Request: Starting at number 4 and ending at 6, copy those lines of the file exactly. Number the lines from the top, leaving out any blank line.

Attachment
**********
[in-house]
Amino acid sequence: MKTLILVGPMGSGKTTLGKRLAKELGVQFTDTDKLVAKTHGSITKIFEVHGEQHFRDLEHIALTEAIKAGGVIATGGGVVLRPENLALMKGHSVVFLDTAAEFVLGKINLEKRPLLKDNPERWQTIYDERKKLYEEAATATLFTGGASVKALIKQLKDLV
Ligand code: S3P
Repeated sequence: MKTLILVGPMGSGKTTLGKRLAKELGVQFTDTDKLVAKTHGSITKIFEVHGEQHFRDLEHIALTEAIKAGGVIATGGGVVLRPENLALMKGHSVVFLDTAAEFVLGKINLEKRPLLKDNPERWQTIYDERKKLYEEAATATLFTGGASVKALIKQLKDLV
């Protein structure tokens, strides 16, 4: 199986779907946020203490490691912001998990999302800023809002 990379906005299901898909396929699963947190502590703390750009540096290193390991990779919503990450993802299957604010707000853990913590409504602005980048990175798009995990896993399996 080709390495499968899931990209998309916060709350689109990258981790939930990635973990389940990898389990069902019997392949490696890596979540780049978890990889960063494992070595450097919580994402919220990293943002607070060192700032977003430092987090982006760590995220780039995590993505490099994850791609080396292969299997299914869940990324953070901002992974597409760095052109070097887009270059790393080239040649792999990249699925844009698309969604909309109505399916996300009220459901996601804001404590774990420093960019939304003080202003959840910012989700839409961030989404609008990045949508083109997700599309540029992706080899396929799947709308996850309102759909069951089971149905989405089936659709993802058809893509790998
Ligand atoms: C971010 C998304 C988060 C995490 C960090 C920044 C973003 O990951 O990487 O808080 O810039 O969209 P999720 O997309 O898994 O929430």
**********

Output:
Repeated sequence: MKTLILVGPMGSGKTTLGKRLAKELGVQFTDTDKLVAKTHGSITKIFEVHGEQHFRDLEHIALTEAIKAGGVIATGGGVVLRPENLALMKGHSVVFLDTAAEFVLGKINLEKRPLLKDNPERWQTIYDERKKLYEEAATATLFTGGASVKALIKQLKDLV
């Protein structure tokens, strides 16, 4: 199986779907946020203490490691912001998990999302800023809002 990379906005299901898909396929699963947190502590703390750009540096290193390991990779919503990450993802299957604010707000853990913590409504602005980048990175798009995990896993399996 080709390495499968899931990209998309916060709350689109990258981790939930990635973990389940990898389990069902019997392949490696890596979540780049978890990889960063494992070595450097919580994402919220990293943002607070060192700032977003430092987090982006760590995220780039995590993505490099994850791609080396292969299997299914869940990324953070901002992974597409760095052109070097887009270059790393080239040649792999990249699925844009698309969604909309109505399916996300009220459901996601804001404590774990420093960019939304003080202003959840910012989700839409961030989404609008990045949508083109997700599309540029992706080899396929799947709308996850309102759909069951089971149905989405089936659709993802058809893509790998
Ligand atoms: C971010 C998304 C988060 C995490 C960090 C920044 C973003 O990951 O990487 O808080 O810039 O969209 P999720 O997309 O898994 O929430």